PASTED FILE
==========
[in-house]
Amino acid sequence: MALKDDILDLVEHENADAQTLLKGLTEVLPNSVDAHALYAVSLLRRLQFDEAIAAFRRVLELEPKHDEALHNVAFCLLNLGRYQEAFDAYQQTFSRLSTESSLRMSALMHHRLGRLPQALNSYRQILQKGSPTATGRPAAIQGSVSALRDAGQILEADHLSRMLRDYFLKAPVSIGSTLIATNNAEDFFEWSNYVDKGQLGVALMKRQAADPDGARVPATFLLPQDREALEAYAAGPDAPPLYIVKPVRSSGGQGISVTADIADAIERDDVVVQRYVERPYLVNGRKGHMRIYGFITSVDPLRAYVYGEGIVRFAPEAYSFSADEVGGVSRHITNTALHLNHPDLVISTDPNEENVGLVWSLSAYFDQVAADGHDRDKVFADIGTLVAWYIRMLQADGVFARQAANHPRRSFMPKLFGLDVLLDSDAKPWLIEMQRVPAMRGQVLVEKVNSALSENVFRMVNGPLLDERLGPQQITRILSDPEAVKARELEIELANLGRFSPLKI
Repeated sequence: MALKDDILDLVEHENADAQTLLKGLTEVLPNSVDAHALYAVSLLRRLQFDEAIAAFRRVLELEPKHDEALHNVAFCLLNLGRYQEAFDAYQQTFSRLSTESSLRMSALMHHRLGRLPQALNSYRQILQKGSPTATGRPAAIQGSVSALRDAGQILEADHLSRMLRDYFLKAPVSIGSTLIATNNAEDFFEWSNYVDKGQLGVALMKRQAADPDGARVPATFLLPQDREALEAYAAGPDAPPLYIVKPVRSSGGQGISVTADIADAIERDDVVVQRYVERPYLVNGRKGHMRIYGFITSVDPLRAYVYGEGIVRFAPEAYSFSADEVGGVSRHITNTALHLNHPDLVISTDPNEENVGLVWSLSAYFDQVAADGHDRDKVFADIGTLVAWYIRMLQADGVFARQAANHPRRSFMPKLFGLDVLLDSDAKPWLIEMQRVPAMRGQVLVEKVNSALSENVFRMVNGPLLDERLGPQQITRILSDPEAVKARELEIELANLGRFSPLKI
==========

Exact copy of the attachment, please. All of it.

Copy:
[in-house]
Amino acid sequence: MALKDDILDLVEHENADAQTLLKGLTEVLPNSVDAHALYAVSLLRRLQFDEAIAAFRRVLELEPKHDEALHNVAFCLLNLGRYQEAFDAYQQTFSRLSTESSLRMSALMHHRLGRLPQALNSYRQILQKGSPTATGRPAAIQGSVSALRDAGQILEADHLSRMLRDYFLKAPVSIGSTLIATNNAEDFFEWSNYVDKGQLGVALMKRQAADPDGARVPATFLLPQDREALEAYAAGPDAPPLYIVKPVRSSGGQGISVTADIADAIERDDVVVQRYVERPYLVNGRKGHMRIYGFITSVDPLRAYVYGEGIVRFAPEAYSFSADEVGGVSRHITNTALHLNHPDLVISTDPNEENVGLVWSLSAYFDQVAADGHDRDKVFADIGTLVAWYIRMLQADGVFARQAANHPRRSFMPKLFGLDVLLDSDAKPWLIEMQRVPAMRGQVLVEKVNSALSENVFRMVNGPLLDERLGPQQITRILSDPEAVKARELEIELANLGRFSPLKI
Repeated sequence: MALKDDILDLVEHENADAQTLLKGLTEVLPNSVDAHALYAVSLLRRLQFDEAIAAFRRVLELEPKHDEALHNVAFCLLNLGRYQEAFDAYQQTFSRLSTESSLRMSALMHHRLGRLPQALNSYRQILQKGSPTATGRPAAIQGSVSALRDAGQILEADHLSRMLRDYFLKAPVSIGSTLIATNNAEDFFEWSNYVDKGQLGVALMKRQAADPDGARVPATFLLPQDREALEAYAAGPDAPPLYIVKPVRSSGGQGISVTADIADAIERDDVVVQRYVERPYLVNGRKGHMRIYGFITSVDPLRAYVYGEGIVRFAPEAYSFSADEVGGVSRHITNTALHLNHPDLVISTDPNEENVGLVWSLSAYFDQVAADGHDRDKVFADIGTLVAWYIRMLQADGVFARQAANHPRRSFMPKLFGLDVLLDSDAKPWLIEMQRVPAMRGQVLVEKVNSALSENVFRMVNGPLLDERLGPQQITRILSDPEAVKARELEIELANLGRFSPLKI